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In the various roles he has undertaken through the years, Val J. Halamandaris has been a singular driving force behind the policy and program initiatives resulting in the recognition of home health care as a viable alternative to institutionalization. His dedication to consumer advocacy, which enhances the quality of life and dignity of those receiving home health care, merits VNA HealthCare Group’s highest recognition and deepest respect. 

VNA HealthCare Group

I have the highest respect for them, especially for the nurses, aides and therapists, who devote their lives to caring for people with disabilities, the infirm and dying Americans.  There are few more noble professions.

President Barack Obama

Home health care agencies do such a wonderful job in this country helping people to be able to remain at home and allowing them to receive services

U.S. Senator Debbie Stabenow (D-MI) Chair, Democratic Steering and Outreach Committee

Home care is a combination of compassion and efficiency.  It is less expensive than institutional care...but at the same time it is a more caring, human, intimate experience, and therefore it has a greater human’s a big mistake not to try to maximize it and find ways to give people the home care option over either nursing homes, hospitals or other institutions

Former Speaker of the U.S. House of Representatives Newt Gingrich (R-GA)

Medicaid covers long-term care, but only for low-income families.  And Medicare only pays for care that is connected to a hospital discharge....our health care system must cover these vital services...[and] we should promote home-based care, which most people prefer, instead of the institutional care that we emphasize now.

Former U.S. Senator Majority Leader Tom Daschle (D-CD)

We need incentives to...keep people in home health care settings...It’s dramatically less expensive than long term care.

U.S. Senator John McCain (R-AZ)


Home care is clearly the wave of the future. It’s clearly where patients want to be cared for. I come from an ethnic family and when a member of our family is severely ill, we would never consider taking them to get institutional care. That’s true of many families for both cultural and financial reasons. If patients have a choice of where they want to be cared for, where it’s done the right way, they choose home.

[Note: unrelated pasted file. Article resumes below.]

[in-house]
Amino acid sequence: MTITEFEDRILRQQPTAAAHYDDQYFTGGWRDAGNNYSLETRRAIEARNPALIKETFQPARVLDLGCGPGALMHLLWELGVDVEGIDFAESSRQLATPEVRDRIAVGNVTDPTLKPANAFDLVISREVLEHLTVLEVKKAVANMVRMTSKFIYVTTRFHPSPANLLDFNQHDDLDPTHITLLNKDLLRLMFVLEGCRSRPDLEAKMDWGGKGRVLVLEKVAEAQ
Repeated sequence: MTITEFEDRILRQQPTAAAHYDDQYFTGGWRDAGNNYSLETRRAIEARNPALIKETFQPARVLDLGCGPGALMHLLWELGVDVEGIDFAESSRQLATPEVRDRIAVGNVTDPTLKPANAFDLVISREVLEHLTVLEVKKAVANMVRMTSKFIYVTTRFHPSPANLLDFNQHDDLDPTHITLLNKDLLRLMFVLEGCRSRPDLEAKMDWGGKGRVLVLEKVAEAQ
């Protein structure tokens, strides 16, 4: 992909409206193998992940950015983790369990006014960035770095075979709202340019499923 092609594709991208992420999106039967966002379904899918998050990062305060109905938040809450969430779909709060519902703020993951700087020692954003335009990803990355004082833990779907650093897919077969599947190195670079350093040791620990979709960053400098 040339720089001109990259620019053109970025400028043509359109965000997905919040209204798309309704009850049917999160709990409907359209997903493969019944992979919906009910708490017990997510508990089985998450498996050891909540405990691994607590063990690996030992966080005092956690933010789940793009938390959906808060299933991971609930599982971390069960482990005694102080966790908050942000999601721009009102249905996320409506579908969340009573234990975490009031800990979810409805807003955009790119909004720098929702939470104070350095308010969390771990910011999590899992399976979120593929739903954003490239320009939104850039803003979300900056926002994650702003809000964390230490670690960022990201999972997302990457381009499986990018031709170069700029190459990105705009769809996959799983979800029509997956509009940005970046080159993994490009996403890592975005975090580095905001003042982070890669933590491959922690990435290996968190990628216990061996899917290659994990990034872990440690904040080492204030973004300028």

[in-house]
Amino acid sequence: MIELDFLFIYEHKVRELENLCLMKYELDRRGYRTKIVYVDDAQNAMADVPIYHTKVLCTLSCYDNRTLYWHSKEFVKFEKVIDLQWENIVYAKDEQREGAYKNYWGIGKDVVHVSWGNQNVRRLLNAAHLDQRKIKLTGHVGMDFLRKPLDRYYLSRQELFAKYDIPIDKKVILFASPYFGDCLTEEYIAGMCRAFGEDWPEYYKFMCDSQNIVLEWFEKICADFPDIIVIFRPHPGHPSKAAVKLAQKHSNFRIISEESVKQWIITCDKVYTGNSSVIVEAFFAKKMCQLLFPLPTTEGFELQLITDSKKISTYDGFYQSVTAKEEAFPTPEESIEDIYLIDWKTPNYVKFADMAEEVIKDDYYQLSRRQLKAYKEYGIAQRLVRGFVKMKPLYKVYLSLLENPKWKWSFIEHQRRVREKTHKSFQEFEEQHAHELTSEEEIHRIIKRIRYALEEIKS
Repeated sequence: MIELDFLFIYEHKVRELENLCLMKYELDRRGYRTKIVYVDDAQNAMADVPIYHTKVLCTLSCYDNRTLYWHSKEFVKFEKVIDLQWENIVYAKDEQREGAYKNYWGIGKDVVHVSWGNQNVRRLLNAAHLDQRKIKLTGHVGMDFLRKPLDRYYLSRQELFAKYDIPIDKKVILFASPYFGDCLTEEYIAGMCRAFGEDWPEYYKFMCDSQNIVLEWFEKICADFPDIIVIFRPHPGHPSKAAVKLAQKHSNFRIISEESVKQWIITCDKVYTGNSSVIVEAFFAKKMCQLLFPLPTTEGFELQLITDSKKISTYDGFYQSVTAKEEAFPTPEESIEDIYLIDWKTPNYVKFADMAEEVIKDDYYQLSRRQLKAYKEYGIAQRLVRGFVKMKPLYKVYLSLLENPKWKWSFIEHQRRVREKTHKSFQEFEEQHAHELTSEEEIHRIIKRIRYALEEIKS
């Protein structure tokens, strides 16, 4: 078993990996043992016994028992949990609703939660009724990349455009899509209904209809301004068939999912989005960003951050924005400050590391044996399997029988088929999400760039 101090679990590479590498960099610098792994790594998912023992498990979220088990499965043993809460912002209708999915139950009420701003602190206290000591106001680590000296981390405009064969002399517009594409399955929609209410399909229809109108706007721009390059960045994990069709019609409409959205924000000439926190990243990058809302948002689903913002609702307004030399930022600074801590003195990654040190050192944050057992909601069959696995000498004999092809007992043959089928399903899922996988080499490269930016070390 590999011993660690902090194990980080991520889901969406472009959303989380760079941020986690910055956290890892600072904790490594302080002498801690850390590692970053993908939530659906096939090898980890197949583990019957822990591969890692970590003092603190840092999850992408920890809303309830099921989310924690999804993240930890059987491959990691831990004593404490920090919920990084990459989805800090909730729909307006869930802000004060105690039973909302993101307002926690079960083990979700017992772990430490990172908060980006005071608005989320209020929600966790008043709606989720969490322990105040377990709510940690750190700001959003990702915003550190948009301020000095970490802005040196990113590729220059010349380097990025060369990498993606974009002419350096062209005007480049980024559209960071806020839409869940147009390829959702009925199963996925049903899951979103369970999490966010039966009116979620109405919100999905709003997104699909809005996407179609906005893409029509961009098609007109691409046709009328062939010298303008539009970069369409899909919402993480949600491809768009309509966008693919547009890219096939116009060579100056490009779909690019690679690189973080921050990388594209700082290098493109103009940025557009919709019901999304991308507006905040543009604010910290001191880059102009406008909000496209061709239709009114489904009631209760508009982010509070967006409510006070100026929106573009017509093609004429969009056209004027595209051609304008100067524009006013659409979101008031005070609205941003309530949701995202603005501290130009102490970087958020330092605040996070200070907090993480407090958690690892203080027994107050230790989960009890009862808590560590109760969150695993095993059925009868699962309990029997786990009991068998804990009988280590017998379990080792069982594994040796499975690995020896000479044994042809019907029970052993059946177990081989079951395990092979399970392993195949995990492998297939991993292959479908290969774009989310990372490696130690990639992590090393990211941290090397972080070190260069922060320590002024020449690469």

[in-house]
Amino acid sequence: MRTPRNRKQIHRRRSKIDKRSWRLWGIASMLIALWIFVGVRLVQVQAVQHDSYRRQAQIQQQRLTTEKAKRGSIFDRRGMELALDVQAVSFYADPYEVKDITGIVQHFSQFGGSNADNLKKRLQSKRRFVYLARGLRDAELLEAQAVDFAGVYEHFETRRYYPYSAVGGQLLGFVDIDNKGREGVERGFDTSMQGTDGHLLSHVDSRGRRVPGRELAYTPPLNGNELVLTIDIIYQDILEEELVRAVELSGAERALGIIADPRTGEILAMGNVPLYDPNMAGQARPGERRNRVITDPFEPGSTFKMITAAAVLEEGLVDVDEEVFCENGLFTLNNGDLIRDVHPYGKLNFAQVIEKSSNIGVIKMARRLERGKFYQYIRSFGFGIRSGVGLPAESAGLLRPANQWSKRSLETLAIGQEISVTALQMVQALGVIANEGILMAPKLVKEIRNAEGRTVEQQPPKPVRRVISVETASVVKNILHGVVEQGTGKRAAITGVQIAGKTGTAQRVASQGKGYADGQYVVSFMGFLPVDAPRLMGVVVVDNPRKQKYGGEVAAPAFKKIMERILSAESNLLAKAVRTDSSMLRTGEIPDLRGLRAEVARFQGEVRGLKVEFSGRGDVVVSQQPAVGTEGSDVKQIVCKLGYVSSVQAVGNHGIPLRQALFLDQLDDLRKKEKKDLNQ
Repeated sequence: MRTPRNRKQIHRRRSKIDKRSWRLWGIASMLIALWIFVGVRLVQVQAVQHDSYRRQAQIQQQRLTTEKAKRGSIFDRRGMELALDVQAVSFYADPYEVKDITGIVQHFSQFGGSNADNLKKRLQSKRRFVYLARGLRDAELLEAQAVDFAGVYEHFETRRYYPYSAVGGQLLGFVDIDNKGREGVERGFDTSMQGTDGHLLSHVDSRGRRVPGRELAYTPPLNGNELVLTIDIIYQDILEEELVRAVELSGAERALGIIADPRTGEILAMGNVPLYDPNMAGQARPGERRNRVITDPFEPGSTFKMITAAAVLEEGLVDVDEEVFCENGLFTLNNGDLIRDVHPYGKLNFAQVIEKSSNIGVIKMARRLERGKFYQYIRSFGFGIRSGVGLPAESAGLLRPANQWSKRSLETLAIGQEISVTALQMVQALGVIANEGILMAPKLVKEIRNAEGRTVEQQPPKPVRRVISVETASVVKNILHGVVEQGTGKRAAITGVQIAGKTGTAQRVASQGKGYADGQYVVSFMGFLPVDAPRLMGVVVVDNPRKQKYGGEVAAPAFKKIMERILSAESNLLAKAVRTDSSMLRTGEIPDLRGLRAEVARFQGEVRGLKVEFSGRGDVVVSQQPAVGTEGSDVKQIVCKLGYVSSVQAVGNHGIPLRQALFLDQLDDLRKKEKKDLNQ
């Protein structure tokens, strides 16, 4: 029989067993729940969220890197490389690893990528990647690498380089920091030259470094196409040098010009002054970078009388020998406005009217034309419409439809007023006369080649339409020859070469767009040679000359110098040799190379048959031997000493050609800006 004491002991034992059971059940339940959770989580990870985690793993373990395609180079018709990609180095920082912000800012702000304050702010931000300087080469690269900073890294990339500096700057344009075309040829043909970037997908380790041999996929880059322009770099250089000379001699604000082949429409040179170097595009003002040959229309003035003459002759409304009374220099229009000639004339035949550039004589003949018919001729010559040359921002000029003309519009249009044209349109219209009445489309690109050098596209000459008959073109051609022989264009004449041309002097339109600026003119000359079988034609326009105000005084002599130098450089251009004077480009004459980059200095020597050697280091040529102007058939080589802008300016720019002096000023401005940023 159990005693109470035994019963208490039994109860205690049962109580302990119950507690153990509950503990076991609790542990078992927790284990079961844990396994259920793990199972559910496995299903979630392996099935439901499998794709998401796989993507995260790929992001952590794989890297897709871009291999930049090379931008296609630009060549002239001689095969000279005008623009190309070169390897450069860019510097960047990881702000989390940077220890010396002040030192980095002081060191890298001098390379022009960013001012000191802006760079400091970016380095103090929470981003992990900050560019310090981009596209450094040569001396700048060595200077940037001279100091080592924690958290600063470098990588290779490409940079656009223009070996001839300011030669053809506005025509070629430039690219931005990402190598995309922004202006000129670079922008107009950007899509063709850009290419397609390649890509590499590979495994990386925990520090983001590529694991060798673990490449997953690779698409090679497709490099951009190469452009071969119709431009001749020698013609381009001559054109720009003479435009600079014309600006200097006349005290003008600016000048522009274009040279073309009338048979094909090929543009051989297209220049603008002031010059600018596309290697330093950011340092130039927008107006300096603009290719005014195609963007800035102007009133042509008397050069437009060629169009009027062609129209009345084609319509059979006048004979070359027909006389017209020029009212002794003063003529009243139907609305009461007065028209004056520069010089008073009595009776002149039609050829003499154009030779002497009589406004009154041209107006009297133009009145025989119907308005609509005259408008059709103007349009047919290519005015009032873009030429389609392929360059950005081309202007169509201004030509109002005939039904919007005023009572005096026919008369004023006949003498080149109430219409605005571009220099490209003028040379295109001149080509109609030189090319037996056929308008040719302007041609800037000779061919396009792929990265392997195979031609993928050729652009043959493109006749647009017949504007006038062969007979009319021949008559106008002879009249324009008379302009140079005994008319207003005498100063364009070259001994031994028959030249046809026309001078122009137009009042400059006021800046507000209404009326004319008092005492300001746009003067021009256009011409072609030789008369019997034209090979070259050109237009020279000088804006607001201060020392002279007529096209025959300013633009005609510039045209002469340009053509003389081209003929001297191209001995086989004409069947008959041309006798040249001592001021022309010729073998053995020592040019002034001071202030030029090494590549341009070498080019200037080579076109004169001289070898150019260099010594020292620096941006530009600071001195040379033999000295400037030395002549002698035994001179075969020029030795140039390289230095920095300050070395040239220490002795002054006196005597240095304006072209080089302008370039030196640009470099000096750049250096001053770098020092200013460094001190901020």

Donna Shalala, former Secretary of Health and Human Services

A couple of years ago, I spent a little bit of time with the National Association for Home Care & Hospice and its president, Val J. Halamandaris, and I was just blown away. What impressed me so much was that they talked about what they do as opposed to just the strategies of how to deal with Washington or Sacramento or Albany or whatever the case may be. Val is a fanatic about care, and it comes through in every way known to mankind. It comes through in the speakers he invites to their events; it comes through in all the stuff he shares.

Tom Peters, author of In Search of Excellence

Val’s home care organization brings thousands of caregivers together into a dynamic organization that provides them with valuable resources and tools to be even better in their important work. He helps them build self-esteem, which leads to self-motivation.

Mike Vance, former Dean of Disney and author of Think Out of the Box

Val is one of the greatest advocates for seniors in America. He goes beyond the call of duty every time.

Arthur S. Flemming, former Secretary of Health, Education, and Welfare

Val has brought the problems, the challenges, and the opportunities out in the open for everyone to look at. He is a visionary pointing the direction for us. 

Margaret (Peg) Cushman, Professor of Nursing and former President of the Visiting Nurses Association

Although Val has chosen to stay in the background, he deserves much of the credit for what was accomplished both at the U.S. Senate Special Committee on Aging, where he was closely associated with me and at the House Select Committee on Aging, where he was Congressman Claude Pepper’s senior counsel and closest advisor. He put together more hearings on the subject of aging, wrote more reports, drafted more bills, and had more influence on the direction of events than anyone before him or since.

Frank E. Moss, former U.S. Senator

Val’s most important contribution is pulling together all elements of home health care and being able to organize and energize the people involved in the industry.

Frank E. Moss, former U.S. Senator

Anyone working on health care issues in Congress knows the name Val J. Halamandaris.

Kathleen Gardner Cravedi, former Staff Director of the House Select Committee on Aging

Without your untiring support and active participation, the voices of people advocating meaningful and compassionate health care reform may not have been heard by national leaders.

Michael Sullivan, Former Executive Director, Indiana Association for Home Care

All of us have been members of many organizations and NAHC is simply the best there is. NAHC aspires to excellence in every respect; its staff has been repeatedly honored as the best in Washington; the organization lives by the highest values and has demonstrated a passionate interest in the well-being of patients and providers.